Photo By Raquel Leal Photography

The common scenario goes something like this:

You meet with prospective clients.
You seem to really hit it off.
You email them a thank you after the meeting and expect to hear back pretty immediately.
But you don’t hear back from them immediately.
After 24 hours pass you’re scratching your head wondering if maybe they didn’t feel the same warm fuzzies – or maybe they didn’t get your email – or maybe they just got busy and forgot – so you email again and restate how much you enjoyed meeting with them and how you’d love to work with them on their wedding.
You hear nothing for two more days and wonder if you should reach out yet again.
So you do.  Because you were really hoping for that booking.
Four days have passed since your consultation with them and you’ve sent 3 emails and STILL have not heard back.  So rude.  They could at least respond.
So you make the decision to call them.  No answer (typical), voicemail left.
You most likely never hear from them again OR you eventually receive an email from them to let you know they’ve gone with another wedding planner.

Ugghienaihtaorijsfioje!

Sound familiar?

I have notice a few members of my REFINE Group on Facebook pose this question recently: How many times do we follow up with prospective clients?  Here is the one reality and one strategy that transformed me from an avid follow-upper to a confident girl boss after experiencing the above scenario one too many times during the early years of business.

REALITY// Times are a’changing
The way our parents did (and still do) business largely revolved around the idea and action of persistence.  Growing up with parents born in the Baby Boomer generation, it was not uncommon to hear phrases like the squeaky wheel gets the oil tossed around my house.  Their generation was all about this idea of being squeaky.  And in a pre-internet-dominated world, it worked.

I remember my first real job was at the ripe old age of 15 as a grocery bagger at Big John’s Food King.  When I went in to grab an application for this job I ran into the store manager and excitedly asked him if they had a grocery bagger position available.  He kindly informed my gangly self that they weren’t hiring but to check back in a month or two.  When I got home and relayed the story to my Dad he scoffed and advised that I fill out the application, hand deliver it to the manager that same day, and go back there every day until they gave me a job.  A week later I was baggin’ groceries at Food King.  While that strategy may have worked in the 1990’s, and may even work now if your target clients or prospective employers are Boomers, it certainly doesn’t work on the largest generation currently inhabiting the planet: The Millennial.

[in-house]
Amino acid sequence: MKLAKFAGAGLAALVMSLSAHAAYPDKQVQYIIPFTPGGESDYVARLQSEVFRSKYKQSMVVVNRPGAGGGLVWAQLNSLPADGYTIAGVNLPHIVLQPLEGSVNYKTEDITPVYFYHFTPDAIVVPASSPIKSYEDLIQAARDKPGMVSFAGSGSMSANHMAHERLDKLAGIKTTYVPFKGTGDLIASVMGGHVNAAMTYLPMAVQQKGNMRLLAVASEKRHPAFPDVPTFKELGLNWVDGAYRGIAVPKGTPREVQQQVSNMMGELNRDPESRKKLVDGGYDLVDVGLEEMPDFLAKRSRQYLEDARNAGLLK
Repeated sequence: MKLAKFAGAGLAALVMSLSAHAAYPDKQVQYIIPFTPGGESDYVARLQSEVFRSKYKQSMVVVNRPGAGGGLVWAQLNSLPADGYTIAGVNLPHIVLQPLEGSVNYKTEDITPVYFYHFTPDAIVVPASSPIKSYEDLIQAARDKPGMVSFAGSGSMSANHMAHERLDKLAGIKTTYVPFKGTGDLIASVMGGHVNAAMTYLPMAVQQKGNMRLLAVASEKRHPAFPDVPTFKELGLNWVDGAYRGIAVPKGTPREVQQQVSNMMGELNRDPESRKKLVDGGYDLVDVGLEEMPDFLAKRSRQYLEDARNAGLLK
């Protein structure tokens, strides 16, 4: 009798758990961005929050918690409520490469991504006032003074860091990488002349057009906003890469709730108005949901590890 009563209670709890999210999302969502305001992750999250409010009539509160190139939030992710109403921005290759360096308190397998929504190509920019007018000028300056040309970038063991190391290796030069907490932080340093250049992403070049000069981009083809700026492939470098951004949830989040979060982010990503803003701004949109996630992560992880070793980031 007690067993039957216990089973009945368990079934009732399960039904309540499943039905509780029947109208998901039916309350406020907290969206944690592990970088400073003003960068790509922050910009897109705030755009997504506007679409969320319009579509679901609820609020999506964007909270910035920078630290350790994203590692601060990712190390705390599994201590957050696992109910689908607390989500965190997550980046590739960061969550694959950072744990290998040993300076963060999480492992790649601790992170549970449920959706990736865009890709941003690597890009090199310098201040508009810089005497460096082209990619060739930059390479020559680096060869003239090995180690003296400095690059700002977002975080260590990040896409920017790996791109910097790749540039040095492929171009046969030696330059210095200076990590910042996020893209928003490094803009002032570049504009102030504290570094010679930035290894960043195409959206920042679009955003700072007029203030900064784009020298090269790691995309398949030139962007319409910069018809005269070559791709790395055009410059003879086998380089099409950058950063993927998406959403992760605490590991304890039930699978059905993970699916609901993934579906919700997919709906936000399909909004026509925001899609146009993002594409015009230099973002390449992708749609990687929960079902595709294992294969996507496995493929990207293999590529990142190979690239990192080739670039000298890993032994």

As a Millennial myself I cannot deeply convey and passionately enough express how annoyed I become when anyone in the professional world constantly “follows up” with me regarding pretty much anything.  Considering that 99% of my clients are Millennials as well, I can safely assume they share my opinion on this.  To receive that follow-up email or call or text over and over again implies that I am not intelligent enough to make my own buying decisions.  Being bombarded by follow-ups also implies that you are desperate for work which makes me believe you aren’t very good at what you do.  Although neither of these assumptions may be true this is simply how my Millennial brain is wired.

STRATEGY// Follow up ONCE with confidence
Remember that book that was later made into a movie He’s Just Not That Into You?  I’ve always approached follow-up’s with the same basic belief outlined in that book: If they’re into you, you’ll know.  If you have done your branding work well, if your personality is showcased consistently and authentically via your website, blog, and social media platforms, if you believe in the value of the services you offer then selling yourself during consults and following-up with prospective clients more than one time should never happen.

After that initial consultation, send your customary thank you email and let your prospects know that if they have any questions or if they would like to move forward to contact you.  This is a great time to also send the invoice and eContract with the explanation that you’ll reserve their date for one week.  If you hear nothing from them after the week has passed, I suggest sending only ONE follow-up email where you thank them again, wishing them all the best on their wedding.

The end.

BOTTOM LINE// If they really want to work with you, they’ll let you know.  
If they’re busy shopping around for other wedding planners or interested in haggling over your prices then they probably aren’t the right clients for you anyway.  Remember that while you want your calendar full of wonderful weddings booked by wonderful clients you shouldn’t have to chase the business down.  You are wonderful and brilliant and capable and worth it.  If they don’t see that, let them move on and focus your energy on those that do.

Shine On,
Alison Howard